Section 106 agreements increase land values and hence housing costs. Instead, land needs to be specifically designated for affordable housing, argues Matter Architecture’s Roland Karthaus
The first London Plan was published in 1943 by Patrick Abercrombie. It is an amazingly ambitious and beautiful document which should be read as a piece of propaganda as much as policy. The timing was significant: four years into the war, it was intended as the light at the end of the tunnel; the upside of widespread destruction was that the city could be replanned. We now view this idealistic form of planning as unrealistic and utopian, but rather than replacing it with a realistic model, we have rowed back to a form of planning that is as absurdly vague as the Abercrombie’s was optimistically precise.
Abercrombie plan communities map 1942
The recent draft Affordable Housing and Viability Supplementary Planning Guidance (SPG) presages the next iteration of the London Plan. The reference to ‘genuinely affordable housing’, reveals a loosening grip on reality and a frustration at the inability of planning to deliver affordable housing. The current model, in which affordable housing is secured via Section 106 as a condition of each planning consent, is effectively a land-tax, and has helped drive up land values, making all housing less affordable. ‘Genuinely’ affordable housing, delivered through a reinforcement of the same mechanism will only ever achieve the same result. To understand this trajectory and to consider an alternative, we need to rediscover what existed before.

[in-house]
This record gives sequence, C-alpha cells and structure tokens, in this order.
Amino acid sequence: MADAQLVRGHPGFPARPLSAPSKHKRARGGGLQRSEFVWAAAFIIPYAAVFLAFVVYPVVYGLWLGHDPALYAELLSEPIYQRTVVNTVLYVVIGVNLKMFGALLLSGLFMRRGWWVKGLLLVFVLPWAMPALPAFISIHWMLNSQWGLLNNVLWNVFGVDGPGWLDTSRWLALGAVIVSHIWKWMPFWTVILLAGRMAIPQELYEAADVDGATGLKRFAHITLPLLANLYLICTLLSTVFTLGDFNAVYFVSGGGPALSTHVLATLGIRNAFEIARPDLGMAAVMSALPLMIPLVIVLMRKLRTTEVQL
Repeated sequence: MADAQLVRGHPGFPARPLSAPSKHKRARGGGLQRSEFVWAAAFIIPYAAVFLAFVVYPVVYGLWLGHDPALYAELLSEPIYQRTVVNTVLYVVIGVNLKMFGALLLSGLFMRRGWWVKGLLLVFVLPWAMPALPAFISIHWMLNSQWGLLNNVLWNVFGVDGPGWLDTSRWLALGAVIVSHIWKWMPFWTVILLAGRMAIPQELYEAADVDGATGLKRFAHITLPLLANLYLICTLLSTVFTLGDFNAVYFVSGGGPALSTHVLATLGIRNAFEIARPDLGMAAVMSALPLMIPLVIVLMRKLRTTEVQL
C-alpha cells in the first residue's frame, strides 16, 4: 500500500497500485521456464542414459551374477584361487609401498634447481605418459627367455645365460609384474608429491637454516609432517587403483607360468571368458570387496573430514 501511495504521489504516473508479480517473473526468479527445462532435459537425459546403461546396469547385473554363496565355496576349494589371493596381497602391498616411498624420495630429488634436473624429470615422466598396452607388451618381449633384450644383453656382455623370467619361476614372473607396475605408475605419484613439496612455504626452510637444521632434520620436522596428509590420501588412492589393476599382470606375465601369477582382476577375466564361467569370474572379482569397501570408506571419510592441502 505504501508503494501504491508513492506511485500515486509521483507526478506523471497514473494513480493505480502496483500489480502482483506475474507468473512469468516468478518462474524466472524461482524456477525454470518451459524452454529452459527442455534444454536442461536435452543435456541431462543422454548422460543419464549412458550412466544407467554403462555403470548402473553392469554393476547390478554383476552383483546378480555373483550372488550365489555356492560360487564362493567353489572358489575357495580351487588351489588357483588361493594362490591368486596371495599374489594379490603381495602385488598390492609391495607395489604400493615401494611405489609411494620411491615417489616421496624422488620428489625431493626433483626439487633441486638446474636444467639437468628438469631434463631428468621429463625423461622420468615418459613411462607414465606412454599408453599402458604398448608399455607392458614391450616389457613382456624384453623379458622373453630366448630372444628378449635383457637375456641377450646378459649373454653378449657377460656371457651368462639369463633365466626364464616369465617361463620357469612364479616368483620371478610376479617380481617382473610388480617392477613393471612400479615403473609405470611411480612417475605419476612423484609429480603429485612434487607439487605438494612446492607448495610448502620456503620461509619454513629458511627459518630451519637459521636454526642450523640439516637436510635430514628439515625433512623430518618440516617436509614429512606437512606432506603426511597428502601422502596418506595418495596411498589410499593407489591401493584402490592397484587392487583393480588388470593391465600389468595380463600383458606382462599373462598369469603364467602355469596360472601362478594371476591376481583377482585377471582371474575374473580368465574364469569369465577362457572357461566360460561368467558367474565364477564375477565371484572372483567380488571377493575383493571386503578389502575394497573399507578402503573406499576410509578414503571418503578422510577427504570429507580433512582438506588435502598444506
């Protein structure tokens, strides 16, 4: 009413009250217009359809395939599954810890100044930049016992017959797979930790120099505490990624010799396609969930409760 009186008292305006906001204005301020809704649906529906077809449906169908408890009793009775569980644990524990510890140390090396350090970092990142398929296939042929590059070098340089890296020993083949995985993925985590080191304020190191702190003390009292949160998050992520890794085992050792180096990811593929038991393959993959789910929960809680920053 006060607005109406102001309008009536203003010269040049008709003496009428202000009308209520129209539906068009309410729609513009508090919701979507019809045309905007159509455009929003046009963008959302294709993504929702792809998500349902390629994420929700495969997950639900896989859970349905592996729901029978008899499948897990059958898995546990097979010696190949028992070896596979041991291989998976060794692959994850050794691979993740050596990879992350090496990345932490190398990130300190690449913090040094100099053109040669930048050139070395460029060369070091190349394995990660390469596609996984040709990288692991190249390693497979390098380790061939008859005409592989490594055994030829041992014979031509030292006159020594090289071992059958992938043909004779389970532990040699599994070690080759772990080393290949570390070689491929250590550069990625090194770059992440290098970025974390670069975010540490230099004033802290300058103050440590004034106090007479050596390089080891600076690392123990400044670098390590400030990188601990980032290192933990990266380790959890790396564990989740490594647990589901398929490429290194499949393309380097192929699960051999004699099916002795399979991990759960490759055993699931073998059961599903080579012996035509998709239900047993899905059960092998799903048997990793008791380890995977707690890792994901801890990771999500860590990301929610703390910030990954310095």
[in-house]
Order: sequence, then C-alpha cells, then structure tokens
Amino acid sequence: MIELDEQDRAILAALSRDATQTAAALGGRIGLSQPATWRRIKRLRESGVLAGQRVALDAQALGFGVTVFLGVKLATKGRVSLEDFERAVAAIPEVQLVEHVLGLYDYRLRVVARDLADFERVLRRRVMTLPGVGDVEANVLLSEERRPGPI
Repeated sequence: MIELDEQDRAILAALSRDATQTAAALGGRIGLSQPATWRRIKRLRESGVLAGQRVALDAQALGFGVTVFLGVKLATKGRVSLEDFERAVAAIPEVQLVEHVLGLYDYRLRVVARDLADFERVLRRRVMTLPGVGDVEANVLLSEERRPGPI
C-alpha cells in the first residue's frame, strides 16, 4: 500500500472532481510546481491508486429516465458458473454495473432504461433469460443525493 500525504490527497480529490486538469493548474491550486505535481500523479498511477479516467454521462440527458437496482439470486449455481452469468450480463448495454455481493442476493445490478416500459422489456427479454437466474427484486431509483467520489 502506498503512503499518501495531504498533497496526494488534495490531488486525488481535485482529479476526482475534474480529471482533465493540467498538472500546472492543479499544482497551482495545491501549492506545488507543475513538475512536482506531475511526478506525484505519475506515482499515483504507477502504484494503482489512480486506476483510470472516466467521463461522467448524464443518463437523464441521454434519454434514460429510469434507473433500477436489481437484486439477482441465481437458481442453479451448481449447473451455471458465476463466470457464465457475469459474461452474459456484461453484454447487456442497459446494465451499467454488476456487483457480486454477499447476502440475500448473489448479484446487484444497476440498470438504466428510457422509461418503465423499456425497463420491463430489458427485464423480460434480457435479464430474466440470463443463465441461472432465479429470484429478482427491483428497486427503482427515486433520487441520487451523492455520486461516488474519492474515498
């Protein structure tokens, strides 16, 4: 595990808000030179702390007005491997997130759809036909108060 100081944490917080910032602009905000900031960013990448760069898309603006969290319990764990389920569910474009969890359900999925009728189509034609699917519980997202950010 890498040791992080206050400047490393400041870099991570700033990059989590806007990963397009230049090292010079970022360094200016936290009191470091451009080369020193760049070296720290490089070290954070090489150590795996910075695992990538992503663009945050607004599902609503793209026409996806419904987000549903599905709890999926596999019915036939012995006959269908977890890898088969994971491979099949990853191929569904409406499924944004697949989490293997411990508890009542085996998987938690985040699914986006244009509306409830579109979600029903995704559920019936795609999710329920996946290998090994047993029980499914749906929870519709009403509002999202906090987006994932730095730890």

In the late Victorian period, the industrial revolution was well advanced, but working-class housing had hardly changed. Then, spanning the turn of the century, a wave of industrial philanthropists became the driving force behind mass social housing as we know it, providing for the basic needs of workers that in turn would ensure the economic health of the city. Now we face a similar crisis, as London is unaffordable for the average person. But a city is more than a simple economic engine; a truly healthy city is one that people can be born in, grow up in, work in and die in. Social housing was not invented in Britain by Victorian philanthropists but much earlier by the church. Scattered across the country are almshouses, owned by hyper-local charities that provided truly affordable housing for the elderly and infirm. Now, they could offer part of the answer to a new revolution in affordable housing.
Affordable housing is in fact a land tax, which makes land more expensive and therefore more valuable
The prohibitive cost of housing in London is not mainly due to construction cost, but to the value of the land it sits on. The London Plan fails to grasp this basic fact, and any additional requirements placed on the development of a piece of land can only ever ‘wash through’ into the land value. Developers may say that affordable housing is a development tax but in fact it is a land tax, which makes land more expensive and therefore more valuable.
In the era when council housing was predominant, central tax was used to subsidise the land, funding councils to buy it and rent out the housing at a reduced cost. In the late 1980s and 1990s, the baton was passed to housing associations, many of them former Victorian Philanthropic organisations, with funding still flowing from central tax. Over the past two decades, this has changed and many housing associations have effectively become commercial developers, serving a particular market. They still have many subsidised tenants, but most new developments do not provide significant truly affordable housing (hence the new ‘genuinely affordable’ terminology). This is because they have to compete with commercial developers for the same land, while central (plus some GLA) funding has become relatively minor in the process.